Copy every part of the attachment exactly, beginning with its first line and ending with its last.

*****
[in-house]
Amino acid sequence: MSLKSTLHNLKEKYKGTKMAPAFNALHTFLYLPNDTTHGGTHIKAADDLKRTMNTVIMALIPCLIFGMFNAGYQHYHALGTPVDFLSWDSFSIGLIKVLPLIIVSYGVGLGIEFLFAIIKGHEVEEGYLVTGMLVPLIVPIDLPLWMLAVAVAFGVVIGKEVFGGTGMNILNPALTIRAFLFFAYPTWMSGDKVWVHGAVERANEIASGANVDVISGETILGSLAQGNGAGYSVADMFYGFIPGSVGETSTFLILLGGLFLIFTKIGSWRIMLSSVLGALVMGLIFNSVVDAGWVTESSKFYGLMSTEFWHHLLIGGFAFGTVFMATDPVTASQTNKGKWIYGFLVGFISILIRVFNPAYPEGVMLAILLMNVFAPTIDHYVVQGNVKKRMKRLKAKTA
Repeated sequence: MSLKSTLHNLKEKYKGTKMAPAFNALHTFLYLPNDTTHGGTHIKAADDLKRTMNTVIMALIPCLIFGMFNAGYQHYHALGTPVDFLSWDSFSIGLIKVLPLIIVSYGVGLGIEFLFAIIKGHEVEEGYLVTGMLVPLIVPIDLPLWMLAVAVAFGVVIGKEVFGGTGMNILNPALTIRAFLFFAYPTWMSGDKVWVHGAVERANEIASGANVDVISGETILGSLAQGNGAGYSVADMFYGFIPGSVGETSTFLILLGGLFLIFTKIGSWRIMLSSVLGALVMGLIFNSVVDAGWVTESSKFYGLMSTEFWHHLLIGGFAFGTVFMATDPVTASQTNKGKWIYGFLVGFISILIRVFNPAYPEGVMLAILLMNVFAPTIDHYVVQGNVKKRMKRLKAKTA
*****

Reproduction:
[in-house]
Amino acid sequence: MSLKSTLHNLKEKYKGTKMAPAFNALHTFLYLPNDTTHGGTHIKAADDLKRTMNTVIMALIPCLIFGMFNAGYQHYHALGTPVDFLSWDSFSIGLIKVLPLIIVSYGVGLGIEFLFAIIKGHEVEEGYLVTGMLVPLIVPIDLPLWMLAVAVAFGVVIGKEVFGGTGMNILNPALTIRAFLFFAYPTWMSGDKVWVHGAVERANEIASGANVDVISGETILGSLAQGNGAGYSVADMFYGFIPGSVGETSTFLILLGGLFLIFTKIGSWRIMLSSVLGALVMGLIFNSVVDAGWVTESSKFYGLMSTEFWHHLLIGGFAFGTVFMATDPVTASQTNKGKWIYGFLVGFISILIRVFNPAYPEGVMLAILLMNVFAPTIDHYVVQGNVKKRMKRLKAKTA
Repeated sequence: MSLKSTLHNLKEKYKGTKMAPAFNALHTFLYLPNDTTHGGTHIKAADDLKRTMNTVIMALIPCLIFGMFNAGYQHYHALGTPVDFLSWDSFSIGLIKVLPLIIVSYGVGLGIEFLFAIIKGHEVEEGYLVTGMLVPLIVPIDLPLWMLAVAVAFGVVIGKEVFGGTGMNILNPALTIRAFLFFAYPTWMSGDKVWVHGAVERANEIASGANVDVISGETILGSLAQGNGAGYSVADMFYGFIPGSVGETSTFLILLGGLFLIFTKIGSWRIMLSSVLGALVMGLIFNSVVDAGWVTESSKFYGLMSTEFWHHLLIGGFAFGTVFMATDPVTASQTNKGKWIYGFLVGFISILIRVFNPAYPEGVMLAILLMNVFAPTIDHYVVQGNVKKRMKRLKAKTA